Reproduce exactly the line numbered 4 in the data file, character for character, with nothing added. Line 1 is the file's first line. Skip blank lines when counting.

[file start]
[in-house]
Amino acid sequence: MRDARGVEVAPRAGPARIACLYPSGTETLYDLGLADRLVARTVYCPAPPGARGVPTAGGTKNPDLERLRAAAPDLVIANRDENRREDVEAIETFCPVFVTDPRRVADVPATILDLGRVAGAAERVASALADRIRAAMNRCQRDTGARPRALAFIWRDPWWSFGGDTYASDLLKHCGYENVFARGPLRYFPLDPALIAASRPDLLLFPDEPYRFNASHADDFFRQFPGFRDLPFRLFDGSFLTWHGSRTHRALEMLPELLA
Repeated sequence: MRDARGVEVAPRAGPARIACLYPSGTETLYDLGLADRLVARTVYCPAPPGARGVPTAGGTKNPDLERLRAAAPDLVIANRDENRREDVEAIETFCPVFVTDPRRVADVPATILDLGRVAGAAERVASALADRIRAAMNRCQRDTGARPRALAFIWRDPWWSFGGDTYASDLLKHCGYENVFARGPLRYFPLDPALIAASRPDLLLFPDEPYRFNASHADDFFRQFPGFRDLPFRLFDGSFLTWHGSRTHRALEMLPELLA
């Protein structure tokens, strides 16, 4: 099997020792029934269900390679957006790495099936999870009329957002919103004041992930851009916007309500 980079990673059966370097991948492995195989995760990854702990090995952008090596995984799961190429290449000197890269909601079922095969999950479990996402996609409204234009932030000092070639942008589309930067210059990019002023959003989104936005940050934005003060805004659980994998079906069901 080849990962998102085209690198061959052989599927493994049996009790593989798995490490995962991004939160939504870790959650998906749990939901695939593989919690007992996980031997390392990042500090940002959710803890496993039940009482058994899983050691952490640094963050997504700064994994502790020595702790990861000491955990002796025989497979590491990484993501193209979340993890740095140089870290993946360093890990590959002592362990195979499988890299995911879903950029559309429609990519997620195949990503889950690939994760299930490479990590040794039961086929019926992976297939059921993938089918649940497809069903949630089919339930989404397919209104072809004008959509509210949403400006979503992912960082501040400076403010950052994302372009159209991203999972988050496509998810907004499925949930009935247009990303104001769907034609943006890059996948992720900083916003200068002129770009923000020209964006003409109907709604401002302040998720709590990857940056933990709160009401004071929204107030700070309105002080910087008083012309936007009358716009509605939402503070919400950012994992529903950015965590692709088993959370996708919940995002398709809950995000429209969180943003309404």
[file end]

């Protein structure tokens, strides 16, 4: 099997020792029934269900390679957006790495099936999870009329957002919103004041992930851009916007309500 980079990673059966370097991948492995195989995760990854702990090995952008090596995984799961190429290449000197890269909601079922095969999950479990996402996609409204234009932030000092070639942008589309930067210059990019002023959003989104936005940050934005003060805004659980994998079906069901 080849990962998102085209690198061959052989599927493994049996009790593989798995490490995962991004939160939504870790959650998906749990939901695939593989919690007992996980031997390392990042500090940002959710803890496993039940009482058994899983050691952490640094963050997504700064994994502790020595702790990861000491955990002796025989497979590491990484993501193209979340993890740095140089870290993946360093890990590959002592362990195979499988890299995911879903950029559309429609990519997620195949990503889950690939994760299930490479990590040794039961086929019926992976297939059921993938089918649940497809069903949630089919339930989404397919209104072809004008959509509210949403400006979503992912960082501040400076403010950052994302372009159209991203999972988050496509998810907004499925949930009935247009990303104001769907034609943006890059996948992720900083916003200068002129770009923000020209964006003409109907709604401002302040998720709590990857940056933990709160009401004071929204107030700070309105002080910087008083012309936007009358716009509605939402503070919400950012994992529903950015965590692709088993959370996708919940995002398709809950995000429209969180943003309404």